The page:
Because how many stories could span 9 hours and still be entertaining? I may have some skepticism about The Hobbit being stretched out to three films, but I’ll be there, because Peter Jackson showed he can do justice to Tolkien’s work.
Another of my favorites (the overlap really shouldn’t be surprising), The Matrix is a great science-fiction film, and if the sequels are a bit lackluster, and the imitators usually fall short, at least the original still holds up rather well.
There may not be a more perfect satire. Network borrowed from reality, twisted reality, and in a lot of ways predicted reality. Incredibly scathing, it’s a massive condemnation not only of what TV journalism had become, but what it would become. In these days of tabloid television, with TMZ being treated as a news source, “reality” game shows, and self-made celebrities who never produced anything of merit, Network is more relevant than ever, and out of all the movies that aren’t universally shown in schools, it’s arguably the one that would be most needful. I apologize if this sounds a bit like ranting, but it’s almost impossible to discuss Network without channeling a bit of Howard Beale himself.
While Network is mostly a serious drama, Office Space is a comedy — but no less a satire. One derides our entertainment, the other derides our enterprise, and both arguably have a point. Most particularly, Office Space is just as relatable, especially if one has worked in a tech office. You know these people. The names and faces may be different, but the personalities are the same. We’ve all had to deal with a Lumbergh and a Milton and all the others, and we just hope that on our good days we can find the right balance between caring enough to succeed and not caring so much that it becomes toxic.
Philip K. Dick was a science-fiction author known for having some very out-there ideas in his novels and short stories. And Hollywood just loves to adapt them into movies, usually taking just the high concept and changing the plot… and several times they’ve come up with good films in the process. Not always, but their successes include the original Total Recall, The Adjustment Bureau, Minority Report, and of course Blade Runner. According to IMDb, there are five more films currently in development based on Dick’s works.
Ah, Q. Not the easiest letter to work with. Quentin Tarantino is dominating a lot of the lists of other participants in the blog-a-thon, and Quiz Show is taking up most of the rest so far. I considered going with the 1986 Kevin Bacon film Quicksilver just to be different, but truthfully while it was enjoyable it doesn’t break out from the crowd enough to warrant being here. So it was down to Quentin and Quiz Show, and Quiz Show won out due to a simple reason: I rank it just a bit ahead of Pulp Fiction on 1994’s list of Best Picture nominees. Just a bit. Quite a year for nominees, though; those two films, Four Weddings and a Funeral, The Shawshank Redemption, and Forrest Gump, which won. I haven’t seen Four Weddings and a Funeral, but I haven’t heard anybody say it didn’t belong in there. Really, of the films I’ve seen, any of the four could justifiably be picked as the best film of the year. I would have gone with The Shawshank Redemption, but Quiz Show wouldn’t be far behind.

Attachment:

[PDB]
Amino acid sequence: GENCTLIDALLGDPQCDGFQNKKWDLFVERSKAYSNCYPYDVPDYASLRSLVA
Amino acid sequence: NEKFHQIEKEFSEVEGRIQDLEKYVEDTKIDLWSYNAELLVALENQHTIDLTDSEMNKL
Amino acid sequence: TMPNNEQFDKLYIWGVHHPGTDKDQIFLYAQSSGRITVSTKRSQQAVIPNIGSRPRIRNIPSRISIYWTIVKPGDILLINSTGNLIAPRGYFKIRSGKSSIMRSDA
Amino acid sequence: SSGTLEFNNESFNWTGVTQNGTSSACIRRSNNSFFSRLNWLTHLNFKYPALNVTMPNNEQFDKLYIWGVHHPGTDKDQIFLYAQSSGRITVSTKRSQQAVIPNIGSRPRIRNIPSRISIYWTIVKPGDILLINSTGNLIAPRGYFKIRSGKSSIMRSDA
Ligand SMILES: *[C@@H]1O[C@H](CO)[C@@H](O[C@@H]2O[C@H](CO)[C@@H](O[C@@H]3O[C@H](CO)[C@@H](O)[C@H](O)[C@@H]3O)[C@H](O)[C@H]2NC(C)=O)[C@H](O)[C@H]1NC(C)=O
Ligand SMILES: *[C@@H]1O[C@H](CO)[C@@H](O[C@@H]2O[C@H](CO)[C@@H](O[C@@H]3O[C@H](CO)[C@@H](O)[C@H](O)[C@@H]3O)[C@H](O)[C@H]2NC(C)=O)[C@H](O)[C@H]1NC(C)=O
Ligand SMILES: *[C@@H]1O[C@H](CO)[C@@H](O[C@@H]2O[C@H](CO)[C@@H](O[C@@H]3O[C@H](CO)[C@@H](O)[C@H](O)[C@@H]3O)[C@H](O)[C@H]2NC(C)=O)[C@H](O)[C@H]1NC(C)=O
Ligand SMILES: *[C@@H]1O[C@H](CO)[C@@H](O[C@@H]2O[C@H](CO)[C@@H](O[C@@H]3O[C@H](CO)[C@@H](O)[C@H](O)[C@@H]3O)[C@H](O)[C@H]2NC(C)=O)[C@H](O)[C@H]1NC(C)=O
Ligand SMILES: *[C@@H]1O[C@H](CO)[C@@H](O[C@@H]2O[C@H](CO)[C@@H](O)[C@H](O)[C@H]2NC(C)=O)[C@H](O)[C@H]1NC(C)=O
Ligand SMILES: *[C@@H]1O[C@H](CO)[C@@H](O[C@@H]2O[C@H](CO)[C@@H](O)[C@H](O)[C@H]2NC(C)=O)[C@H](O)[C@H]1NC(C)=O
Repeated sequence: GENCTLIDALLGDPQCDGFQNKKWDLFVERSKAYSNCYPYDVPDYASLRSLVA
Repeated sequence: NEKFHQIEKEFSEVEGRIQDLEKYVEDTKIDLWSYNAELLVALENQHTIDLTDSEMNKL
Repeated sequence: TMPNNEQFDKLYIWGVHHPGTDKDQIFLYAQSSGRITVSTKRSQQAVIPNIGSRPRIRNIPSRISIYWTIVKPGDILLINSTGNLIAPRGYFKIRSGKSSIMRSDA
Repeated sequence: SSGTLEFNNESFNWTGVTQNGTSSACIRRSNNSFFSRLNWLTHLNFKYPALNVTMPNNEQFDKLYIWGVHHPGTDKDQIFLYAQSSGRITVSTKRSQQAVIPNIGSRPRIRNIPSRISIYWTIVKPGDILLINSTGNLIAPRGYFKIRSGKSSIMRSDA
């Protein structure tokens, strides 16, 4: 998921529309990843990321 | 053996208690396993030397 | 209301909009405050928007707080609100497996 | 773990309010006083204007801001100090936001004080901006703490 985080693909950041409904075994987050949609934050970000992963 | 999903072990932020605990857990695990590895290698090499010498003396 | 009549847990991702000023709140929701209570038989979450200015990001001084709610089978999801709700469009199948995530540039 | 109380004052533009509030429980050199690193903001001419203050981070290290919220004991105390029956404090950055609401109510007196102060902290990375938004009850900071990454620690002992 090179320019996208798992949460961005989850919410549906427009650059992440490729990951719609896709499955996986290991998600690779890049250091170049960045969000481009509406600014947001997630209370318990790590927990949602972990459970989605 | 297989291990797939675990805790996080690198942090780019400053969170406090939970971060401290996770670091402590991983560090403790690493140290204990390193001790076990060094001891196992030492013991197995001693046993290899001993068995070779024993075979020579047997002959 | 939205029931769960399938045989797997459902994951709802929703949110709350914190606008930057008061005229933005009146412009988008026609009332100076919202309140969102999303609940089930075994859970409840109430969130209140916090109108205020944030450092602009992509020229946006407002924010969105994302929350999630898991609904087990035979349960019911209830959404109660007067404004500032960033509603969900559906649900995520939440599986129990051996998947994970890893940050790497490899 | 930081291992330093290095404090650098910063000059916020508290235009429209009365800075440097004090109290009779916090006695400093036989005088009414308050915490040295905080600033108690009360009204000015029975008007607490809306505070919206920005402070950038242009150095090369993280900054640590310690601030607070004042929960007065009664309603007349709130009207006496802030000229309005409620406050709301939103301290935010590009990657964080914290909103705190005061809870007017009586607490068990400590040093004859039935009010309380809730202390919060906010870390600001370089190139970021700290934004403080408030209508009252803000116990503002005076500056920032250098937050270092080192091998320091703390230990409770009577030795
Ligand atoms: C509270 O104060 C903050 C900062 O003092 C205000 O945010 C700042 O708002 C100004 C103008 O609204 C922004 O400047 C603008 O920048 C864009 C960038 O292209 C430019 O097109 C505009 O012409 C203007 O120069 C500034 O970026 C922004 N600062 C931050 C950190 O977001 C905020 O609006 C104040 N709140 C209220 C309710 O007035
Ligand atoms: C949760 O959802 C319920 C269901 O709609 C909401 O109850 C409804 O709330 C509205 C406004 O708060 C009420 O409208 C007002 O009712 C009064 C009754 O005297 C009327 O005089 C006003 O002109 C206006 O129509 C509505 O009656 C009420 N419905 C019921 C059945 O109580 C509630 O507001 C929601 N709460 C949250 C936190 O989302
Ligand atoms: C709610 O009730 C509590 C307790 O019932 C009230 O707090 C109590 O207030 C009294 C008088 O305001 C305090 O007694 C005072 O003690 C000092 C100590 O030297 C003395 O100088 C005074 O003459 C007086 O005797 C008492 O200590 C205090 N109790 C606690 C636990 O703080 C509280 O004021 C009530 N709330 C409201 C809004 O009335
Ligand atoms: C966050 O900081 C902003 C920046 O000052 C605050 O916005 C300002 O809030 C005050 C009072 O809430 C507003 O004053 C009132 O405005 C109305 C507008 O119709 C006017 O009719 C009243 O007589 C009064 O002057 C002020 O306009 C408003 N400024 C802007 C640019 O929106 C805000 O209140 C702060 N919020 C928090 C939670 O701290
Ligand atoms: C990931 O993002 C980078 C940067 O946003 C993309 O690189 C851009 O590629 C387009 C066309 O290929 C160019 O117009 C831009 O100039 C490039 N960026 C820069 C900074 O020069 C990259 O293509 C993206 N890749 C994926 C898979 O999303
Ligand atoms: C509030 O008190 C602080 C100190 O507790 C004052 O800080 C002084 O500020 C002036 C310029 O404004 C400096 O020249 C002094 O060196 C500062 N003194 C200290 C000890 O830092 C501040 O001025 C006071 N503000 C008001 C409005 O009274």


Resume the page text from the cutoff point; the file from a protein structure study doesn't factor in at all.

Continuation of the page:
Richard Pryor and Gene Wilder are each great individually, but when they were in a film together, it was that much better. Admittedly, I haven’t seen Another You yet, but even if it’s the least funny of the four, the other three were so funny I don’t doubt I’ll be entertained. In the old days of Hollywood, comedy was often done by teams; the Marx Brothers, Abbott and Costello, Laurel and Hardy, the Three Stooges… you don’t really see that very much any more. Though they each had successes on their own, Pryor and Wilder may have been the last great comic film team.
There really isn’t a film franchise with a bigger impact on pop culture than Star Wars. Since 1977, I doubt there has been more than 1% of boys (and only a few more girls) in western civilization who haven’t loved Star Wars. Yeah, we may criticize the prequels, and we may kvetch about the alterations that George Lucas has made (and especially not releasing the unaltered originals in a remastered format), but the original trilogy still stands as a high water mark in entertainment.
Yes, it’s silly. Stupid, even. But it’s also non-stop hilarity. ¡Three Amigos! is one of the funniest films I’ve ever seen, and every time I watch it I still crack up. Even my father, who seldom re-watches anything that’s less than 50 years old, will watch it and laugh. And it’s a well-done homage to old silent films and the singing cowboy and even The Magnificent Seven, and is surprisingly carefully crafted. All the guns are period accurate — many serious westerns don’t pull that off.
From a silly western to a serious one. Whether you are ranking among westerns, modern westerns, deconstructions of westerns, modern movies, or just films in general, saying Unforgiven is one of the best isn’t likely to cause many arguments.
It really doesn’t matter what it is, if it stars Vincent Price, I’ll watch it. A tremendously skilled entertainer, when Price is in a good movie, he’s great; when he’s in a terrible movie, he’s still great, and is usually doing his best to make sure the audience still has something to be entertained by, even if it’s him poking fun at the film by hamming it up.
An unprecedented level of cooperation between studios created one of the best films of the 1980s, and one of the best to blend live-action and animation (which back then was still a relative rarity). An homage to both cartoons and film noir, Who Framed Roger Rabbit gracefully hits every emotional note it can with both thrills and laughter from start to finish.
Easily the hardest letter of them all, we really ought to just excise the letter x from the English language. It only causes trouble. Anyway, I find myself with only one option for “X”, and that is X-Men, surprising only very easily-surprised people. Though I enjoy comic book movies, I’m actually not a huge fan of the X-Men franchise — of course, I was never a fan before the movies either — and haven’t even seen the most recent two. I thought the first film was good, and the second was all right; the third was terrible. But even with my ambivalence towards the films, X-Men was the start of the current wave of high-quality superhero movies, and it justifies its default placement on the list on that merit.
Mel Brooks’s finest film, Young Frankenstein brings together Gene Wilder, Peter Boyle, Marty Feldman, Teri Garr, Cloris Leachman and Madeline Kahn. It’s a masterful homage and parody of old monster movies, and is absolutely hilarious.
And as the list began with a difficult spot, it ends with one as well. I considered Zorro for “Z”, but in truth I just haven’t seen very many Zorro films. So Zooey Deschanel fills in the last spot, though I haven’t seen too many of her films either. She’s usually playing some hipster girl who cheers up some hapless schlub, but she plays the part well. There are worse ways to fill out a tough letter.
And there’s my movie alphabet. Some of the spots were filled largely because there wasn’t anything else to fill them with, and lots of them might be subject to change over time. But that’s all right. It was fun to do, even if it was a lot of work. Thank you to Mettel Ray for hosting the blog-a-thon.